All of the top winners and their respective schools received a DVD documentary on the life of Dr. Martin Luther King, Jr. as well as educational and Black History Month reading materials.

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Studying in Canada: Scholars blaze innovative career trails

March 18, 2015

With the support of The Canadian Lyford Cay Foundation, scholars Christopher Fernander and Nicola Smith are furthering their education and pioneering opportunities for Bahamians. Both scholars have chosen to pursue their education in Canada, a country widely known for its affordable living, diverse population, safe environment, low tuition fees and high standards in education.
"Through the Foundation, there are many opportunities for Bahamians to study abroad in Canada and come back to use their newly developed skills here in The Bahamas." said Maureen French, managing director of the Lyford Cay Foundations.
"We applaud Nicola and Christopher for blazing trails in innovative fields that are not often pursued."
Christopher Fernander is the recipient of a Technical Scholarship which he is using to study commercial diving at Holland College in Prince Edward Island, Canada. After being introduced to scuba diving in 10th grade, Fernander was hooked. He quickly advanced to higher levels of certification locally and began researching how he could transform his passion into a viable career.
Fernander is due to graduate with a certificate this year and will go on to attend Seneca College for a week-long dive medical technician course to further enhance his training, before returning home to New Providence to finish his tenure with the Royal Bahamas Defence Force while saving to start his own commercial dive company.
"Canada is very progressive and one thing I learnt is that the trades are just as important as your lawyers and doctors," said Fernander when asked how he felt about Bahamians pursuing scholarships to study in Canada. "The decision to study in Canada was well thought out and I have no regrets venturing this far away from home."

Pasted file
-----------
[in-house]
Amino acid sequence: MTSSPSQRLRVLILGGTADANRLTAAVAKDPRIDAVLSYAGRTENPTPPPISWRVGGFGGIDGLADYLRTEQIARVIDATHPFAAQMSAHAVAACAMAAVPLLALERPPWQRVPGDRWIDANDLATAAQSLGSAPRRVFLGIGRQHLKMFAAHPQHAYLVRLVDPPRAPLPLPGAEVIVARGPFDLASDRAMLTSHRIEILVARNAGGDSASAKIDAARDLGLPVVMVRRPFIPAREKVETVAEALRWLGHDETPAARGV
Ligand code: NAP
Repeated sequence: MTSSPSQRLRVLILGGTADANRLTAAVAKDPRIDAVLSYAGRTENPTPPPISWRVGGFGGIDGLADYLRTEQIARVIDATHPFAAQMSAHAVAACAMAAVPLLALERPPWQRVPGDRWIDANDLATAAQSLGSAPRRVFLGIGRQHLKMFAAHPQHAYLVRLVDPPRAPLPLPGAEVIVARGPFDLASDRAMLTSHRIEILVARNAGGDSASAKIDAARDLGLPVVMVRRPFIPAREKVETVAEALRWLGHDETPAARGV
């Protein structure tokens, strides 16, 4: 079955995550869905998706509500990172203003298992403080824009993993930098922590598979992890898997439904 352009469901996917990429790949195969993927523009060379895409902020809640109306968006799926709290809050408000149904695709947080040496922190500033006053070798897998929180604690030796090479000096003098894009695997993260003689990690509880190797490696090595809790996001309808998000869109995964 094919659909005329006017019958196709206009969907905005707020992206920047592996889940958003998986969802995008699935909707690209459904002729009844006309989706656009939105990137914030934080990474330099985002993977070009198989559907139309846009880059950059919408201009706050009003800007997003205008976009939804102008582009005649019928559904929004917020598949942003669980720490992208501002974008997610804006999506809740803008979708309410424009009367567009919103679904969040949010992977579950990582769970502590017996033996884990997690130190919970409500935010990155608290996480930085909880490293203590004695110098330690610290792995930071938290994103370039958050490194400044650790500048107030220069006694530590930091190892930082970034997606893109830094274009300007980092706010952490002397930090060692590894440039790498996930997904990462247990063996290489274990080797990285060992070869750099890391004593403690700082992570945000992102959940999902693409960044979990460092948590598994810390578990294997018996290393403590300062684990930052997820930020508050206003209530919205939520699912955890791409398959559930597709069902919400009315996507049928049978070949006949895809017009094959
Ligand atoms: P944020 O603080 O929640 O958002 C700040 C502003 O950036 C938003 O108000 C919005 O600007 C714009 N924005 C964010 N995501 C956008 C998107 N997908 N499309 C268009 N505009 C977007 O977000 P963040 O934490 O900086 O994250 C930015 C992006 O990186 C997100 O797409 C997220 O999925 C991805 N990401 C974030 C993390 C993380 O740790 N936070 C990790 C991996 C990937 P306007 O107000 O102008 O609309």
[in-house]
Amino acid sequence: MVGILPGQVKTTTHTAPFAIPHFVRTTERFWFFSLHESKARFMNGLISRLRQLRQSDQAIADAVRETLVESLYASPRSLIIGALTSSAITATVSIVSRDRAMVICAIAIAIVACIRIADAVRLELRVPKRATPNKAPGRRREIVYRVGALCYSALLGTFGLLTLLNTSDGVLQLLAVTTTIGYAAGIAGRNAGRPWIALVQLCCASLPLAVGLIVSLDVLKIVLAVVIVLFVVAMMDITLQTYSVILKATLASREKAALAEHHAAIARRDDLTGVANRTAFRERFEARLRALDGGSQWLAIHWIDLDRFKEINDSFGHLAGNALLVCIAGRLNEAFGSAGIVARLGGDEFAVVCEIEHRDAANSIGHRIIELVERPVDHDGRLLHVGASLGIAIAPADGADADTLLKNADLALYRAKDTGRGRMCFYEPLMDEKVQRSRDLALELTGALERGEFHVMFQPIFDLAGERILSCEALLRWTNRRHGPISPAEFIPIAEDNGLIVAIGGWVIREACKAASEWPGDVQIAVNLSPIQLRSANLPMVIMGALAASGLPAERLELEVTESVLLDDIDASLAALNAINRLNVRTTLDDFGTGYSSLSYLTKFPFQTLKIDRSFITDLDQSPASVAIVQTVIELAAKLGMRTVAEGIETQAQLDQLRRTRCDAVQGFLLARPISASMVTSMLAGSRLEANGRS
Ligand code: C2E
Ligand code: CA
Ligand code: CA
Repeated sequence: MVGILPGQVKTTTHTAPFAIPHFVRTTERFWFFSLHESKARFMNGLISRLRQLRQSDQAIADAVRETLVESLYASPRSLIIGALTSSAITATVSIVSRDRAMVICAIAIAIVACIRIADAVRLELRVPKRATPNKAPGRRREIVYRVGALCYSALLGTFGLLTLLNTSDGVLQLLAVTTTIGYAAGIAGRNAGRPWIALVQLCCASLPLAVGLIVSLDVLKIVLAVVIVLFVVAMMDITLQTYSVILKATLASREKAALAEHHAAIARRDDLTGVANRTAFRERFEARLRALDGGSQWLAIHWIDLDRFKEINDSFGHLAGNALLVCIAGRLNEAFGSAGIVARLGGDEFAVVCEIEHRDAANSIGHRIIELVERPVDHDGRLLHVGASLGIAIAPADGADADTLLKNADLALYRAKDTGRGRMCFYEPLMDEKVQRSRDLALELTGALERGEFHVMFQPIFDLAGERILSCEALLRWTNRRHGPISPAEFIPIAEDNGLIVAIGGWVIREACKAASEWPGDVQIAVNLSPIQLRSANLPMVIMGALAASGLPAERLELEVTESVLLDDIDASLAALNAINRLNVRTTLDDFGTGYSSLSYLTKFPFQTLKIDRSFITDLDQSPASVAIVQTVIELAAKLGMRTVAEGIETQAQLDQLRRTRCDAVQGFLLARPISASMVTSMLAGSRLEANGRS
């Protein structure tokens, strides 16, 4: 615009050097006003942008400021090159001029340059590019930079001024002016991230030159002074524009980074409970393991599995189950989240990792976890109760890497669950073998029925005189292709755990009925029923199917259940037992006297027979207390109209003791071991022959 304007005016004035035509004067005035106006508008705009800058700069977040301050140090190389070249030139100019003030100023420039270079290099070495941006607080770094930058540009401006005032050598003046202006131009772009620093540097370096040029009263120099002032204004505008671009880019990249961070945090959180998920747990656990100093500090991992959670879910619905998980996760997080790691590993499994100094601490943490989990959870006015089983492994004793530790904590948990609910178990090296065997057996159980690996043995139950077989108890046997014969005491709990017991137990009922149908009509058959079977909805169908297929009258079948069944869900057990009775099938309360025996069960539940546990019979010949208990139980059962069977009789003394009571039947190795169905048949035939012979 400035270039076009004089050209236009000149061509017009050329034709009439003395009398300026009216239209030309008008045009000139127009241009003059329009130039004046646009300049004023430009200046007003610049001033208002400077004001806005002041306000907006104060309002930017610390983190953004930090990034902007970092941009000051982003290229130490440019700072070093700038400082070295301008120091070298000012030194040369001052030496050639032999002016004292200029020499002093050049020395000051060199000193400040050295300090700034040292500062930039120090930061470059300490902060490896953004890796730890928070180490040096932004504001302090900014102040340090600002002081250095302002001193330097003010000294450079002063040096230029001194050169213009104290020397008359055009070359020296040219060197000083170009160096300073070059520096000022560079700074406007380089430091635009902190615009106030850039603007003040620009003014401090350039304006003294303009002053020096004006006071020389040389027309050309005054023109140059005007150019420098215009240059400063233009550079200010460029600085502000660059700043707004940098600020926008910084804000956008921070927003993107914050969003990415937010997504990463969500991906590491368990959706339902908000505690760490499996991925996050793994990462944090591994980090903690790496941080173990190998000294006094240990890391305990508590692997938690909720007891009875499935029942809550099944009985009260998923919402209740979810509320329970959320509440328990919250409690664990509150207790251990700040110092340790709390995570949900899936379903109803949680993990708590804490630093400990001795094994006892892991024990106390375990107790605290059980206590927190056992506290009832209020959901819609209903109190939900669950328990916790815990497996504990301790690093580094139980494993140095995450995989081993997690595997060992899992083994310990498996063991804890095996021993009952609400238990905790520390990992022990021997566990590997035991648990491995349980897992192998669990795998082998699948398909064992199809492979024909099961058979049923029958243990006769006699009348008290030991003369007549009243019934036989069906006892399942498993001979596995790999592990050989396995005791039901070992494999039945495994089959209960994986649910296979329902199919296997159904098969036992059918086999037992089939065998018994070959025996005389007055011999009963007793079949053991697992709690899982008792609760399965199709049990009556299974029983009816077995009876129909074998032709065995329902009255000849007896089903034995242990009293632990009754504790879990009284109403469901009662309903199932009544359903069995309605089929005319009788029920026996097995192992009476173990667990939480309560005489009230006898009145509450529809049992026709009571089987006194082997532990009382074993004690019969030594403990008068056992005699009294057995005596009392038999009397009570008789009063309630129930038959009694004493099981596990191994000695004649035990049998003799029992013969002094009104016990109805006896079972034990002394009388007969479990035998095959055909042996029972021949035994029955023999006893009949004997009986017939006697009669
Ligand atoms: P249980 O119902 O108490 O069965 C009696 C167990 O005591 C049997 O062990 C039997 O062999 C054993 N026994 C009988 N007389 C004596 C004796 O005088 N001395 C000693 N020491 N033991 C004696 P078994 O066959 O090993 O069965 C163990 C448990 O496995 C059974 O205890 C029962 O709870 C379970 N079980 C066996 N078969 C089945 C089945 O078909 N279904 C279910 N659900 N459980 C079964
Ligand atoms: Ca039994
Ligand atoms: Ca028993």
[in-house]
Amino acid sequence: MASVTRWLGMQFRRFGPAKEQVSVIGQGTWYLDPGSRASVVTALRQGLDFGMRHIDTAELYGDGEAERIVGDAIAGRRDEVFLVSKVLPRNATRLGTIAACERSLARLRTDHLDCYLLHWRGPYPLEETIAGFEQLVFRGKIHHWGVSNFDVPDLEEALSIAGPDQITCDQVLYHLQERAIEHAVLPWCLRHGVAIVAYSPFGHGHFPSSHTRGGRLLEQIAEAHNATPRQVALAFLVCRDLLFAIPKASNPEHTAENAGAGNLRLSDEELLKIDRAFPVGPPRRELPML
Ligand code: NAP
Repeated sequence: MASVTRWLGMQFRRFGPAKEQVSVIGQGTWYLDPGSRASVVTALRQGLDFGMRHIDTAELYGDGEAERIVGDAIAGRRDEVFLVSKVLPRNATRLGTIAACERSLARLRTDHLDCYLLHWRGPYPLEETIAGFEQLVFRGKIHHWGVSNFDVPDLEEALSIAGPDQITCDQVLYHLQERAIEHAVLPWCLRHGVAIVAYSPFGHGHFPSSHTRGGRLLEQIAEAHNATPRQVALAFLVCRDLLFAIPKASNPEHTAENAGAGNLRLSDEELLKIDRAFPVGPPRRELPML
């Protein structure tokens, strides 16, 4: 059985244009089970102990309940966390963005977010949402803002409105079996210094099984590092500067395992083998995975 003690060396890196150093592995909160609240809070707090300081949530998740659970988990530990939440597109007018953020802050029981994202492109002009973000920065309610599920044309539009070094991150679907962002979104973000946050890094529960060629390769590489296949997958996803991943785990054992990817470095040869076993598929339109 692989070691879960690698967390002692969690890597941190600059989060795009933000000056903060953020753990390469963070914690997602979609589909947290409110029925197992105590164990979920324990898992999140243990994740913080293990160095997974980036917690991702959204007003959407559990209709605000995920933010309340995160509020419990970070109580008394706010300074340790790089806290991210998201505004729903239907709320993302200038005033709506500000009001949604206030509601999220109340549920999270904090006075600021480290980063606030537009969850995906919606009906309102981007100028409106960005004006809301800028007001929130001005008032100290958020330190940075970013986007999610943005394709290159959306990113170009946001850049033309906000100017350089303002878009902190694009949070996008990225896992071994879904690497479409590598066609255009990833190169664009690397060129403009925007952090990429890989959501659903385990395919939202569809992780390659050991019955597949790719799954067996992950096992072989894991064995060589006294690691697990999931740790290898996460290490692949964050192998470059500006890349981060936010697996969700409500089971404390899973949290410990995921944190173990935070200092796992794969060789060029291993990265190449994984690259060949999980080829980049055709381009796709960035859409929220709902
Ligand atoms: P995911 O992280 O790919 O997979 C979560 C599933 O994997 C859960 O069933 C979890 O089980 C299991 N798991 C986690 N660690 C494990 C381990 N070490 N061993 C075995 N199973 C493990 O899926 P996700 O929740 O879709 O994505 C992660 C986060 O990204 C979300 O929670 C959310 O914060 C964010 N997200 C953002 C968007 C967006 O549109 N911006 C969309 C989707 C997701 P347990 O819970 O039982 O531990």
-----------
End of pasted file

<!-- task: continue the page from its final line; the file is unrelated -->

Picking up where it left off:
Graduate scholar Nicola Smith is equally enthusiastic about the support she's received from the Foundation. Smith is pursuing her Ph.D. in Marine Biology at Simon Fraser University in British Columbia, Canada.
Smith's inquisitive nature, outstanding academics accomplishments and appreciation for nature made marine biology a perfect career fit.
Smith is certain that she wants to return to The Bahamas upon graduation in 2017 and contribute to nation-building by helping to foster a culture of science where citizens make informed, evidence-based decisions about the environment. She believes that she will be able to use the knowledge and skills that she has acquired to teach at the tertiary level or act as an environmental consultant in the private or public sector.
Smith completed her Bachelor of Science in Toronto, her Masters of Science in Vancouver, and is now completing her Ph.D. just outside of Vancouver. Her extensive experience in Canada has given her insight into what the opportunity to study abroad could be like for other Bahamians.
"Studying in Canada has been one of the most rewarding experiences of my life. I feel most alive and fulfilled when I am in a safe, nurturing and intellectually challenging environment," said Smith.
"I can sum up what the scholarship means to me in one word -- opportunity," said the Canadian Lyford Cay Scholar. "Many people have dreams, perseverance, discipline and a strong work ethic. Unfortunately however, without access to the right opportunities, many people fail to accomplish their dreams."
The Canadian Lyford Cay Foundation awards are valued up to $15,000 per academic year with two special undergraduate awards valued up to $25,000 per academic year.